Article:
Although the minimum age is to ascend is 5 years old, I was told by the minder that younger children can still climb on the structure as long as he or she is accompanied by an adult. And that was precisely the reason why I found myself up high in the structure... all because the Diva wanted to follow her brothers.
On a positive note, the structure could take my weight. On a not so positive note however, I nearly died climbing the structure. Some of the holes were definitely too small for my body's liking and it was quite the squeeze. But that is just me, so if I could come out of it unscathed, anybody can.
Oh, and just so that you know... be sure to tell your children to climb ALL THE WAY UP to the top of the structure to access a SECRET Music Room!
Everything in this room has to do with making music and sounds, so expect to see giant music keyboards, drums, xylophones... even a trampoline in the middle of the room.
If you are looking for thrills, this is it.
Standing at 7 metres, this is one ride where one get to experience the feeling of free fall. After suiting up in a protective jumpsuit and donning a helmet, you grab onto a handle where you will be pulled upwards. It is not necessary to fall from 7 metres (if you are chicken) as you have a choice of being dropped from a height between 3 and 7 metres.
Ash and Ayd had previously tried something similar at the Adventure Zone in Penang's Golden Sands Hotel so they were obviously game.
The Nature area aims to offer a complete sensory experience, where kids can explore various types of animals and plants.
Set up in the centre of KidsSTOP's main hall, is a circle of binoculars pointing skyward. Children are tasked to look into the binoculars and attempt to spot various animals and insects plastered onto the ceiling.
But if you thought that is the end of the exhibits, you thought wrong.
Tucked away towards the back of the main hall (near to Giant J) is a doorway that leads to a corridor which encircles the Omni-Theatre.
Walk right through that doorway and further play zones come into view.
This is where LIVE specimens of the feathered, furry, four-legged and six-legged kind dwell.
From chicks, to tree frogs, to hermit crabs, to crickets, these critters kept the monkies entertained for the longest time.
This is a zone where kids can get really creative!
Of great interest to the monkies was the Performing Stage with costumes, musical instruments and a microphone.
A TV screen allowed them to select the song that they want to perform, and performed they did - karaoke style.
But that is not all - other kids can also join in the fun by manning the 3 video cameras set up along the stage. Or you can choose to be the show producer and have your say in deciding which camera footage to broadcast, as well as controlling the stage lighting and special effects! How cool is that?
Budding actors and actresses can try out the 'Green Screen' station, and select one of the four scenes they would like to role play in. As for Ale, she decided getting chased by a giant UFO would put her in strong contention for the Academy Awards.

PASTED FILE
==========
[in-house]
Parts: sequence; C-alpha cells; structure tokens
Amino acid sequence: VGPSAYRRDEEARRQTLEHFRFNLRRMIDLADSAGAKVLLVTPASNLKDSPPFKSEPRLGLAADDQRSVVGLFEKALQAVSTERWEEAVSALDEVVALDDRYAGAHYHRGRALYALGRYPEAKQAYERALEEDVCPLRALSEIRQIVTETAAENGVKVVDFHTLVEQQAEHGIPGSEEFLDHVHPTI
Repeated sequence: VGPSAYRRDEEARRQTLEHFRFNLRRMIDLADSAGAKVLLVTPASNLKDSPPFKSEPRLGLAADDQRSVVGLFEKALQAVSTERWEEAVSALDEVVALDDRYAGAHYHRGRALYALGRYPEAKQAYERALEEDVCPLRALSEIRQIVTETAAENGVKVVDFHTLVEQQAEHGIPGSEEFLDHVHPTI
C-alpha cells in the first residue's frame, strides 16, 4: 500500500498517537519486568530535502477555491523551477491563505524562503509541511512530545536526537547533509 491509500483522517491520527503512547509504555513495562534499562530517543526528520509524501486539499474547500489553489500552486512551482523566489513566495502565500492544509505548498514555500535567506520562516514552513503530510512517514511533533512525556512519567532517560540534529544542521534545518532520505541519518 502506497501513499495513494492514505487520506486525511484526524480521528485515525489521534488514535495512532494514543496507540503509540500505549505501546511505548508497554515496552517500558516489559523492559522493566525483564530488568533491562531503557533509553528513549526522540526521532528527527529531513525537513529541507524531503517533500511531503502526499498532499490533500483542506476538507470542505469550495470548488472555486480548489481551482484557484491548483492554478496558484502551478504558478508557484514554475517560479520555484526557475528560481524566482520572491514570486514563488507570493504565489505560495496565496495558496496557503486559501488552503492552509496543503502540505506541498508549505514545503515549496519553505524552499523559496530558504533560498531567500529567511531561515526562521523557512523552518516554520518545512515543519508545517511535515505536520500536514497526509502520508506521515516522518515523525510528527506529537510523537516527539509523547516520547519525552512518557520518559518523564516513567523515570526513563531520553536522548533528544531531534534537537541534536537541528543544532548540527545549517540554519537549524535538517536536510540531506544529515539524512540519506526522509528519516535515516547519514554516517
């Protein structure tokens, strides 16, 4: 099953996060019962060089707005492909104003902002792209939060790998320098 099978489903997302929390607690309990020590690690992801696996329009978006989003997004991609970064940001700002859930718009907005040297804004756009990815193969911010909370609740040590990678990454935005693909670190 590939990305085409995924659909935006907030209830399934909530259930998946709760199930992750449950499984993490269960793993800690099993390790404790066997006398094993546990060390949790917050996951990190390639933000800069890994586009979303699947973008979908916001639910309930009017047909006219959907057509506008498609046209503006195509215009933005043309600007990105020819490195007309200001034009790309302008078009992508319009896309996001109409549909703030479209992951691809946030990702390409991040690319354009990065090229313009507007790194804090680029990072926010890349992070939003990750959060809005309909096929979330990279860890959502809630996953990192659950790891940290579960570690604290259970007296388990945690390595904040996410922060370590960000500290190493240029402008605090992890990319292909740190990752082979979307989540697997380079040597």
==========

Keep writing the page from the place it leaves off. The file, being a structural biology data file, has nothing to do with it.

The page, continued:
The other station which was a hit with the kids - boys, especially - was the car chase. Star in your very own high speed car chase with either a helicopter or a T-Rex breathing down your neck.
As for me, I loved the Stop-motion video booths. LEGO DUPLO bricks are provided for one's storytelling and the process is made so much easier with dedicated buttons to snap and delete photos at the booths. Sound effects can even be added to the video too! And when you are finally happy with the final product, there is the option to send the video to your email account as well.
Math & Tinkering
The highlight of this room was what laid in the centre of it - an odd-looking tricycle with square wheels. Kids are encouraged to give the tricycle a go and cycle around the humped track.
Ash initially thought that the tricycle will never be able to move due to its square wheels. So imagine his amazement when he managed to pedal one round eventually!
Other exhibits involved a huge pit filled with little beads where kids can learn about volume by filling different plastic container shapes with them, and a magnetic wall with movable shapes to form tangrams.
Other areas which were not opened while we were there includes the Kitchen Lab where little ones can cook up a storm during workshop sessions and an Innovation Lab where LEGO-influenced programmes will be conducted.
Phew. Amazingly, three hours of our time in KidsSTOP passed by just like that. And to echo my monkies, it was not enough! I guess that is testament enough as to whether they enjoyed their 3-hour play time inside KidsSTOP then. Although the recommended age for KidsSTOP is between 18 months and 8 years old, Ash did not complain of boredom at all. Personally, I think the 9 and 10 year-olds will still be able to enjoy most of the exhibits within KidsSTOP.
While on our way out, I caught sight of this mini Ferris Wheel located within the premise of the KidsSTOP shop. I enquired if it was open to children to hop on and the reply was yes. Or at least that is the plan. The ride is not operationally ready at the time of my asking but hopefully, it will be soon!
Final thoughts on KidsSTOP
One thing that pleased me was that the monkies never really had to wait for more than 5-10 minutes for most of the exhibits and stations. The only exception was the Giant J slide, but that is understandable as more time is needed to don the participants in suits and helmets. But overall, I was pleased that waiting time was kept to a minimum and the entire area was big enough to accommodate the crowd. And in case you are wondering, there is a quota of 300 people per session. So when the quota is reached, tickets will not be sold anymore for that particular session.
For me, the BIG difference about KidsSTOP compared to the original Science Centre is that all of exhibits are truly set up with the younger crowd in mind. There are no bombardment of difficult-to-grasp theories, just exhibits and contraptions that evoke the joy of playing and interaction in children. After all, playing is learning too and hopefully, it will make them WANT to learn more.
My final piece of advice? If the main area seem to be too crowded for your child's liking, head to the inner rooms where the Critters, Kiddie Theatre and Math areas are. Chances are they will be much quieter, and are just as fun too.
21 Jurong Town Hall (Beside Science Centre Singapore)
*Toilets and Diaper-changing & Nursing rooms are available within KidsSTOP.
**From August 2014, children above the age of 4 can enter KidsSTOP without the need of an adult's company.
Operating Hours: Daily - 1st session at 9.30am to 1.30pm | 2nd session at 2pm to 6pm
UPDATE - KidsSTOP's admission charges have been revised downwards for Singaporeans and PRs. For the complete table of charges, visit www.kidsstop.edu.sg/admission-charges*KidsSTOP Membership: www.kidsstop.edu.sg/membership